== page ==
Scouts N the Hood
Wed, 9 Sep 1992 00:03:44 EST
Council representatives have been going door-to-door in the public housing
communities, sighning up boys for Scouting and pleading with parents to get
involved. The program is designed to help low-income parents pay for such
things as transportation and Scouting activities.
"I just hope what we're getting ready to witness and be a part of is an
amazing rebirth," says Louise Watley, longtime community activist and president
of the Carver Homes Tenants Association. "We've had some very active Scouting
troops in Carver Homes. Then, around 1985, when drugs, especially crack,
started to hit big, things just seemed to die.
"We definitely need something for these kids," she says. "Because the
drugs and violence are definitely claiming too many of them."
If a rebirth is to occur, Mr. Moffitt and others see Troop 685 as a
Chartered in 1978, the troop - like many in poorer neighborhoods - has been
plagued by lack of funds, low membership and community apathy over the years.
Mr. Beedle and Keith Matlack - who were working with a church weight-lifing
program at Bankhead - took over in 1990. At that time, only about five boys
were active members. Today, the Bankhead troop and its four Cub Scout packs
include more than 50.
Blessed with support from the council, Bankhead Tenants Association and men
(both black and white) from nearby Chapel Hill Harvester Church, the unit meets
weekly, participates in local Scouting events and goes camping each month.
The troop is also part a a larger religious and community effort in
bankhead that includes athletics, literacy and other programs.
Along with common Scouting teachings and ideals, Troop 685 gets heavy doses
of reality. Mr. Beedle and other adult leaders ask the boys about their
grades, career plans, girls.
"We've had talks with them about almost everything, from the importance of
staying in school to teen pregnancy to drug abuse," Mr. Beedle says.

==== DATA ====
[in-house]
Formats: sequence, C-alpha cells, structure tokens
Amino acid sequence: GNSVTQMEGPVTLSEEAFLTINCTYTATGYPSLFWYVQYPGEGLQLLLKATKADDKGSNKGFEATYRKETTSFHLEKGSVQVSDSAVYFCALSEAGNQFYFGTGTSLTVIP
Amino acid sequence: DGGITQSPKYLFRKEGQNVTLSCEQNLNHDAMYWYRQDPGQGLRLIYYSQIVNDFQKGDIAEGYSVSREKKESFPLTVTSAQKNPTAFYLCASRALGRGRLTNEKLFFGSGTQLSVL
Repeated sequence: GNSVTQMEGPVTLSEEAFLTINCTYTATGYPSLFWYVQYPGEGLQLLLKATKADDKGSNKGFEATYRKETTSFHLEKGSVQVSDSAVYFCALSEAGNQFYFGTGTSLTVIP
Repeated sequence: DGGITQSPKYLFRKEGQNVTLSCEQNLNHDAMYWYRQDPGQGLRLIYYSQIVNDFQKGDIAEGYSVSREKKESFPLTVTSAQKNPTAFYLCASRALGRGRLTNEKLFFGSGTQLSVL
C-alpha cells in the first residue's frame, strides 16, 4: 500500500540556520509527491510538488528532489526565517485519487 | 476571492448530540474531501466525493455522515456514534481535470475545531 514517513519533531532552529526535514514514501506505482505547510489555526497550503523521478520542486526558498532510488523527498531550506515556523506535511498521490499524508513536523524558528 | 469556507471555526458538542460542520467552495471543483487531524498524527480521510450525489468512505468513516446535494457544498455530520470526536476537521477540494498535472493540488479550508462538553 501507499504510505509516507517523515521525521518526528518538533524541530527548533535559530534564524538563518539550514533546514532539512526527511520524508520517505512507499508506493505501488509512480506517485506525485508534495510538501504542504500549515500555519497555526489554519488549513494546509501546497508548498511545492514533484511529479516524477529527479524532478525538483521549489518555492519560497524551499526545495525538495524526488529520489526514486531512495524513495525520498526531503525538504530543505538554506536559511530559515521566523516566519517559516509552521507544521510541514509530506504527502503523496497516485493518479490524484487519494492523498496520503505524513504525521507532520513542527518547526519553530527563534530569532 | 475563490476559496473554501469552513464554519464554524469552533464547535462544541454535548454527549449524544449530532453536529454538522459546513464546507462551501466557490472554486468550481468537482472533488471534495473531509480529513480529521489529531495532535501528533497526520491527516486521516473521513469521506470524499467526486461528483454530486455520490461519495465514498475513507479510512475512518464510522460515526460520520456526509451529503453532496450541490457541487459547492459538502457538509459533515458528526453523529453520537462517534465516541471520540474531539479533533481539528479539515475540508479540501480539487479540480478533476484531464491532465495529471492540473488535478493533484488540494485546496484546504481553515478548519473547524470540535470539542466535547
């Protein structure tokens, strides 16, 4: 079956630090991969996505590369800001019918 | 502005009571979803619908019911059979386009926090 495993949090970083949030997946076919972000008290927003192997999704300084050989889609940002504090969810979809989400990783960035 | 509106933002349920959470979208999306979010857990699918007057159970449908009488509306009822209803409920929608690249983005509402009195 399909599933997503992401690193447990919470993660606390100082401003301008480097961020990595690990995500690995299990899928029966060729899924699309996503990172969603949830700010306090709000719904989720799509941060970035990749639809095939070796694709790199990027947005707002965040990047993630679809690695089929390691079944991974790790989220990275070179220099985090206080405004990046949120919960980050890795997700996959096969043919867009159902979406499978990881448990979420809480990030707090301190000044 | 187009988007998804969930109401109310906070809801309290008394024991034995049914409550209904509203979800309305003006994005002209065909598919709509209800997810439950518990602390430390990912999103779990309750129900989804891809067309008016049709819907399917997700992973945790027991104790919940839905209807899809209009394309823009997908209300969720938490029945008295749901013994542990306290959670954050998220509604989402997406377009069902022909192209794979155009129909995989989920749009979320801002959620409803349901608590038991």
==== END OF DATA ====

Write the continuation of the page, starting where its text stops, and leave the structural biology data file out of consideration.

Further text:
An electronics technician, Mr. Beedle spent six years in the Army, leaving
in 1984 as a sergeant. He didn't get a chance to be a Scout.
So far, Mr. Beedle says, none of the boys in Troop 685 has been lost to
drugs or shootings. However, some had to leave after their parents were kicked
out of Bankhead on drug charges.
Thoough they sometimes get teased about their uniforms, the boys in Troop
685 say they don't mind.
"We don't care what other people say that much," says Virgil Perkins, 17, a
Harper High School student who dreams of winning an athletic scholarship to
college. "We all took the Boy Scout oath. We go by that. It's important."
It's also fun. They still laugh about the snake incident, when they came
across a 2-foot-long grass snake while hiking at Bert Adams Camp last year.
"I was walking behind them," Mr. Beedle recalls. "All of a sudden, they
were crowded around the snake, beating a the ground with sticks."
"Some of them had never seen a live snake before," says Mr. Beedle, who
saved its life after explaining that all creatures have a role in nature.
"I don't care," says James with a wide smile. "I still hate snakes."
Mr. Beedle can only laugh.
"I'd like to think we're all part of something special," he says. "None of
this would be possible without the parents and the boys, especially the boys.
"I like to think of them as a gang. A gang of good guys."
David Deitch, (GIS) Atlanta
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